Seminar: "Deepening Decentralisation in PNG"
16 November 2017
Dr Eric Kwa is the head of the Constitution and Law Reform Commission of Papua New Guinea. In this seminar, he presented the PNG governments proposals for devolution in their historical context and discuss the impacts that this reform will have on wider issues of development, corruption and good governance in PNG.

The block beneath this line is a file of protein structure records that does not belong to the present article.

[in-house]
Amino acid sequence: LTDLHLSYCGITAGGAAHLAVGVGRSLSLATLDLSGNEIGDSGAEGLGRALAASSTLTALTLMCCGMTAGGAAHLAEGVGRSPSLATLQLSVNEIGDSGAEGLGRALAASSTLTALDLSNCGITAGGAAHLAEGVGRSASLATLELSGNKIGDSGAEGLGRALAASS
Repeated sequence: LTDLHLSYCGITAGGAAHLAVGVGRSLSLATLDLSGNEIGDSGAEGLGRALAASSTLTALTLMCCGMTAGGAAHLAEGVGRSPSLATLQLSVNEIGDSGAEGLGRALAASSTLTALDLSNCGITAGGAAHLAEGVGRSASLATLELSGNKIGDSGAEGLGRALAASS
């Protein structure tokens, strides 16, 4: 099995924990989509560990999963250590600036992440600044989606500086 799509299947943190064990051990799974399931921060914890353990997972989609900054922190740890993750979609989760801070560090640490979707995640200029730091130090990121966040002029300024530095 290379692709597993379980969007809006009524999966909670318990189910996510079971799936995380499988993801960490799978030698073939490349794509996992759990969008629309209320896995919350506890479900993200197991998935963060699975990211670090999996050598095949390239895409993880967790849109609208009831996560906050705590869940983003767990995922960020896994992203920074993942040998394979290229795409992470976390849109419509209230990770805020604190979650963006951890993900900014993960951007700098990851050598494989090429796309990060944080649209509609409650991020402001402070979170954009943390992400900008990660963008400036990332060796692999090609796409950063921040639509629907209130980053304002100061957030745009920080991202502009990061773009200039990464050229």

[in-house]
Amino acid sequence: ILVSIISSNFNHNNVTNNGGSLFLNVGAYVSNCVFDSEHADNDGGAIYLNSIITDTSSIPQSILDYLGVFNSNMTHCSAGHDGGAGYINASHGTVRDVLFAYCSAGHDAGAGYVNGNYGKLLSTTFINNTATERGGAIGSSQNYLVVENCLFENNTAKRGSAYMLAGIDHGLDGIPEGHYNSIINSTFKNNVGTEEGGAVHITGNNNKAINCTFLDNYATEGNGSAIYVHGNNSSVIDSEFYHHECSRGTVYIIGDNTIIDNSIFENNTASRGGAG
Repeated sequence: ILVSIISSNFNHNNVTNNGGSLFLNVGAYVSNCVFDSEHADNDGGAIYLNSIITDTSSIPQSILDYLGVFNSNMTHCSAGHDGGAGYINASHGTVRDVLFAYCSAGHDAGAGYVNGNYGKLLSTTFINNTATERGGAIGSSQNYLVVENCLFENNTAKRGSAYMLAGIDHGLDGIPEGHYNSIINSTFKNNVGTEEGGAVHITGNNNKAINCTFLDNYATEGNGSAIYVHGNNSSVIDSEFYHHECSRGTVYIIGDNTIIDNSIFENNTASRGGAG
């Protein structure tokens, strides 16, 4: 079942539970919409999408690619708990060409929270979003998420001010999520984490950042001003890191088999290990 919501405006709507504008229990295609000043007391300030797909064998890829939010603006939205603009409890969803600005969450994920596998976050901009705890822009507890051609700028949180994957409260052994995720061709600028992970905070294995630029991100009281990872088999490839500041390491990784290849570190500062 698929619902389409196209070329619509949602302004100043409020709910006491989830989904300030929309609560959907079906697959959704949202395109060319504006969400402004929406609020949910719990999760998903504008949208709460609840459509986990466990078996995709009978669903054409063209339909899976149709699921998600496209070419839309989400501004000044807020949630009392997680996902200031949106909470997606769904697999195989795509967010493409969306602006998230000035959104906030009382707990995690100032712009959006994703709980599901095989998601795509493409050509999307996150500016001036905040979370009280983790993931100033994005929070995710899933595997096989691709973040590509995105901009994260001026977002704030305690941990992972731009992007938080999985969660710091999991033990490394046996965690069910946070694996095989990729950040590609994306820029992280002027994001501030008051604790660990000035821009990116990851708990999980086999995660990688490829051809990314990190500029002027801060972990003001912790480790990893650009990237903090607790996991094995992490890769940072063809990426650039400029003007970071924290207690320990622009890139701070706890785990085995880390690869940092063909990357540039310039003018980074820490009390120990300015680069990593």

Papua New Guinea (PNG) gained its independence from Australia on 16 September 1975. Its political and legal systems are adaptations of the Australian model. PNG has a population of about eight million people, and is the largest Pacific Island nation, apart from Australia. The country is a constitutional democracy and has her majesty, Queen Elizabeth II as its Head of State. PNG has 22 subnational governments and about 320 local-level governments. These two lower tiers of government are demarcated along tribal and cultural boundaries. At independence in 1975, the primary aim of devolution was unity. As a country of diverse cultures and peoples, the pre-independence leaders were more concerned about the unity of the people as one nation, than development or other political, economic or social considerations. In 1976, the country confronted its first wave of devolution, triggered by the threats of secession by Bougainville. The Government hastily approved and implemented a decentralised system of government which was described as semi-federal. After almost two decades, the decentralised system went through a major reform in 1995. In 2017, the Government has agreed to push through with the third wave of reforms to the decentralised system of government in PNG. This seminar will to present the government’s proposals on devolution and discuss the impacts this reform will have on the wider issues of development, corruption and good governance in PNG.